Recently a reader who is setting up her first home sent me an email to ask for my recommendations of cleaning tools everyone should own.
As I thought about my response, I realized that what seems an obvious must-have to someone might not be needed by someone with hard floors. A carpet shampooer, for instance, is a tool I need in my home where two cats and an active teenager frequently wreak havoc on my rugs. But if I had wood floors, I wouldn’t need one at all.
There’s also a difference between cleaning tools, which the reader specifically asked about, and different cleaning products I think everyone should have. White vinegar is one of my go-to cleaning products — as are baking soda, hydrogen peroxide, and various essential oils. But those aren’t tools so much as ingredients to make homemade cleaning products.
10 Cleaning Tools Everyone Should Own
So throughout the past couple of weeks, I’ve kept track of which tools I reach for time and again to tackle various cleaning problems. Since I like devices that serve multiple purposes, I also made notes of how I used them to make sure they are indispensable.
The result is this list which is a great place to start if you’re putting your first home together, looking to round out your cleaning arsenal or know someone who is.
A Non-Exhaustive List
While these things are the essential cleaning products that everyone should own, they’re the bare necessities. If you’ve got kids and pets, you may need more specialized equipment. Head over to my Recommended Products Page for a list of the other things I use in my home, along with my reviews of each.
1. Microfiber cloths.
A set of microfiber cloths in different colors tops my list for a good reason. A damp microfiber cloth is one of the best ways to reduce household dust. Unlike feather dusters or those disposable things, a wet microfiber cloth holds onto soil: Wipe surfaces clean and rinse the fabric to get the dust out of your house.
They’re also brilliant at cleaning counters or appliances, polishing tile or glass, even getting pet hair off clothing. Use one color for bathrooms, another for the kitchen, and the third for everywhere else in the house.
2. A double-duty stick/hand vacuum.
Even if you have hard flooring, there are times you need a vacuum, and a combination stick/hand vacuum is a must. A hand vac gets crumbs and pet hair off of upholstery, helps freshen your mattress, and keeps your car interior looking nice. Use it as a stick vacuum in the kitchen, and you’ll never have to deal with that annoying line between a broom and dustpan always leave behind.
Give your home’s entrance mats a quick vacuum every couple of days, and you’ll cut down on the dirt tracked indoors, too.
3. An extension dusting kit.
Regularly dusting ceilings and walls can dramatically improve indoor allergies but it’s a pain to do unless you’re very tall or like hauling a step-stool around. An extension dusting kit makes short work of such tasks, along with cleaning chandeliers, light fixtures, even the tops of kitchen cupboards.
Shake it outdoors or rinse it in the sink, and you know the dust is out of your house.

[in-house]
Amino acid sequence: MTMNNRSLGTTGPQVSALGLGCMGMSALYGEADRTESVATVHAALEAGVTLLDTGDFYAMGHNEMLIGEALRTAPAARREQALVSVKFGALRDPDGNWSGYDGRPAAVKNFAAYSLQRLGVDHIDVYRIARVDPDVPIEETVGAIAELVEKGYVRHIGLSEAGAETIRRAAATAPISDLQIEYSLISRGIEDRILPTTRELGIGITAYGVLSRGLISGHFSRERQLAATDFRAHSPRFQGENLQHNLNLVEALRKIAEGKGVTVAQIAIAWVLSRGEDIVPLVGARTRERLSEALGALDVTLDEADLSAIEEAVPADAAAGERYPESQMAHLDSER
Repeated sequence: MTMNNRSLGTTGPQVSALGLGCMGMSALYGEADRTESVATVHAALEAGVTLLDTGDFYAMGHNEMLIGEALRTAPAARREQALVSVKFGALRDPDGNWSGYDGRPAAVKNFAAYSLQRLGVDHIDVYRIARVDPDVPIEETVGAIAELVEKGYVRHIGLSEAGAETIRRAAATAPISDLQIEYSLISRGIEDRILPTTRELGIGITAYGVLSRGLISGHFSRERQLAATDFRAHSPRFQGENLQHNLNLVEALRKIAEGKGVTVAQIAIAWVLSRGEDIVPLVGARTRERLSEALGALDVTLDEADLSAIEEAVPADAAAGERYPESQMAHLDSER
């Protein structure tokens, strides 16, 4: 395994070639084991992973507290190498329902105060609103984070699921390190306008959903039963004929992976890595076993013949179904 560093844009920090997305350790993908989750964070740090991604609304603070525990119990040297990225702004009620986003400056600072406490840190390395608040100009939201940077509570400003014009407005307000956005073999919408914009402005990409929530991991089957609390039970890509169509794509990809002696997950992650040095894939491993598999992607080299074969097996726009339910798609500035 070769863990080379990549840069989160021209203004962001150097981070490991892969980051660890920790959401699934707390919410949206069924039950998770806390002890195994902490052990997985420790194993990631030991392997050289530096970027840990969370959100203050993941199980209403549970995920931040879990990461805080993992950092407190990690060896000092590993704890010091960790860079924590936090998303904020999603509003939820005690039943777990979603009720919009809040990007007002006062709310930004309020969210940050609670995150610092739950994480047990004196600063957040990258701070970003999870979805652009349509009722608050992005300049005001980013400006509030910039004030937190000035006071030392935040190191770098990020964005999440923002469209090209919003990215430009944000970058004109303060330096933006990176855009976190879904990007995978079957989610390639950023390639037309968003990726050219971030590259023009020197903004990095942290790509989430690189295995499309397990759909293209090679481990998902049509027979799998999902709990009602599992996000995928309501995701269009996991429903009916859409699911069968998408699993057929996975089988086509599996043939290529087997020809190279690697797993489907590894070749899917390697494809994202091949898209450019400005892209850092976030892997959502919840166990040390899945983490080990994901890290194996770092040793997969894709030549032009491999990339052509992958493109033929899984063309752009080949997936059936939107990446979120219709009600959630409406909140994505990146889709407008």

4. A ceiling fan cleaning brush.
Pop a ceiling fan duster on your extension pole to clean both sides of the blade in one quick swipe. The brush’s stiffer bristles are also great at getting cobwebs off of popcorn ceilings and picking up lint from behind the dryer.
5. Spray bottles for homemade cleaners.
A set of inexpensive spray bottles lets you make and store homemade cleaning products so you can stop filling your indoor air with harsh fumes. They’re also great to mist clothing before ironing, and to train pets to stay off the furniture.
6. A steam mop.
A steam mop with washable pads gets the grout and tile clean at the same time. Got a small shower stall that’s awkward to clean by hand? A steam mop will get those walls clean in no time. They work on wood, marble, tile, vinyl and laminate floors. Thanks to the sterilizing power of steam, you can skip the expensive floor cleaning products.
7. A squeegee.
A squeegee that attaches to your extension pole lets you get windows clean and streak-free. Use it on tall mirrors, too. In between those tasks, hang it in your shower from a suction-cup hook to keep glass doors spot-free.
8. A scrub brush.
The list of things you need a scrub brush for is almost endless. Use it to get tough stains out of car mats, off garage floors or cement patios. Clean flower pots and garden tools. Get soot off of your fireplace walls. Scour grout, clean garbage cans, get the dried-on mud off the bottom of your shoes. You get the picture.
9. White cleaning cloths.
Though microfiber cloths are my go-to for cleaning, there are times you need something else. A white cleaning cloth is necessary when removing carpet or clothing stains, for instance, because colored fabrics may transfer their dyes and make the problem worse. Microfiber cloths shouldn’t be used with bleach, either, but a white cotton cloth holds up to it just fine.
10. Lint roller.
A lint roller is, of course, excellent at removing pet hair from clothing but it’s also a fantastic tool for cleaning other things around the house. Use one to sweep crumbs and dust off of upholstery quickly. Run a lint roller over lampshades to clean them. Dropped a glass on the floor? Pick up the big chunks then run a lint roller to get the little ones you might not see.